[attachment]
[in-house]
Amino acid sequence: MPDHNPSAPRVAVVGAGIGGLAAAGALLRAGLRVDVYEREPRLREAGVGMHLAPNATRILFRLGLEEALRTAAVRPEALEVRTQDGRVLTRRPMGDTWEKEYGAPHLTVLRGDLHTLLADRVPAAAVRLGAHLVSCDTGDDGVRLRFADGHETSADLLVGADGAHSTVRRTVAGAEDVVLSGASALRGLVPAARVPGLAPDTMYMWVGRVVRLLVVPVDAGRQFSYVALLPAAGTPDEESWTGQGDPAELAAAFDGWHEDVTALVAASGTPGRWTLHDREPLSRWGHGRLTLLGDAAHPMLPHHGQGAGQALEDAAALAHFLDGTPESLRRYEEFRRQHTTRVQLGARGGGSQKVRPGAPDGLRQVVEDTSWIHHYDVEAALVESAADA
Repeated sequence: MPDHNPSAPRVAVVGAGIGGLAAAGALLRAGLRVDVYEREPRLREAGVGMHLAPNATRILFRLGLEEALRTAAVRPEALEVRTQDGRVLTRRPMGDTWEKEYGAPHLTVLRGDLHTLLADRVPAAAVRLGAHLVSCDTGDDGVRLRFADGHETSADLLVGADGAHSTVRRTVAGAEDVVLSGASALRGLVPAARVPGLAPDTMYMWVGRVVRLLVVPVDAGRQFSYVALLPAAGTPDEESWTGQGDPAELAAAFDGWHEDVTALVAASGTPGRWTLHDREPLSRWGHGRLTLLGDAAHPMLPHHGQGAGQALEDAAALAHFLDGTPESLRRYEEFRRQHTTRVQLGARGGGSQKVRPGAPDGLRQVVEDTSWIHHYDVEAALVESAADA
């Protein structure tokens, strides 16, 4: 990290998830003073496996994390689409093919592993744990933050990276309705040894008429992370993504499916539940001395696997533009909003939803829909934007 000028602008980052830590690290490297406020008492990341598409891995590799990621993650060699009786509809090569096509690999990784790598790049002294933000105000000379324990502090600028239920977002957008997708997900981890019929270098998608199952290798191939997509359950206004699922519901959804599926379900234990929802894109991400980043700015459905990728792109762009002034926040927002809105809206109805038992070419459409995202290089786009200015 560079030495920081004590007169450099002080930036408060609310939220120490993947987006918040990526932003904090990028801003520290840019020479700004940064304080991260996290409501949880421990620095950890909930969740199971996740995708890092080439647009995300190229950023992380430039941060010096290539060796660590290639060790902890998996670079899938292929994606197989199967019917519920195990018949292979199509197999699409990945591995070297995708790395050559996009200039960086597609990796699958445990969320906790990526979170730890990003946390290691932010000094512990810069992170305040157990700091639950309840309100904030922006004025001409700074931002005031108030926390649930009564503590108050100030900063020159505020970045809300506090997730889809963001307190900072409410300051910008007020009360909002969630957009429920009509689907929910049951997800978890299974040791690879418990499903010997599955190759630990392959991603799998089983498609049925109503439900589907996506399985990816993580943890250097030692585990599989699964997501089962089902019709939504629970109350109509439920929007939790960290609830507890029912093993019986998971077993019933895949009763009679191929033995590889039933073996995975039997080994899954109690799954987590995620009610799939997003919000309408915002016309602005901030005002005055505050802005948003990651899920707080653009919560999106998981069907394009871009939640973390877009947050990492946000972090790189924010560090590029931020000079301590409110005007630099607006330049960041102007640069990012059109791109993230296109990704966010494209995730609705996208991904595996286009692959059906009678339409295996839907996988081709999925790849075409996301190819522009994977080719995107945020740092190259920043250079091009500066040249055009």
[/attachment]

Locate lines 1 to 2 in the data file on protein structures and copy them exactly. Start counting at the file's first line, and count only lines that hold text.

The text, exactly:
[in-house]
Amino acid sequence: MPDHNPSAPRVAVVGAGIGGLAAAGALLRAGLRVDVYEREPRLREAGVGMHLAPNATRILFRLGLEEALRTAAVRPEALEVRTQDGRVLTRRPMGDTWEKEYGAPHLTVLRGDLHTLLADRVPAAAVRLGAHLVSCDTGDDGVRLRFADGHETSADLLVGADGAHSTVRRTVAGAEDVVLSGASALRGLVPAARVPGLAPDTMYMWVGRVVRLLVVPVDAGRQFSYVALLPAAGTPDEESWTGQGDPAELAAAFDGWHEDVTALVAASGTPGRWTLHDREPLSRWGHGRLTLLGDAAHPMLPHHGQGAGQALEDAAALAHFLDGTPESLRRYEEFRRQHTTRVQLGARGGGSQKVRPGAPDGLRQVVEDTSWIHHYDVEAALVESAADA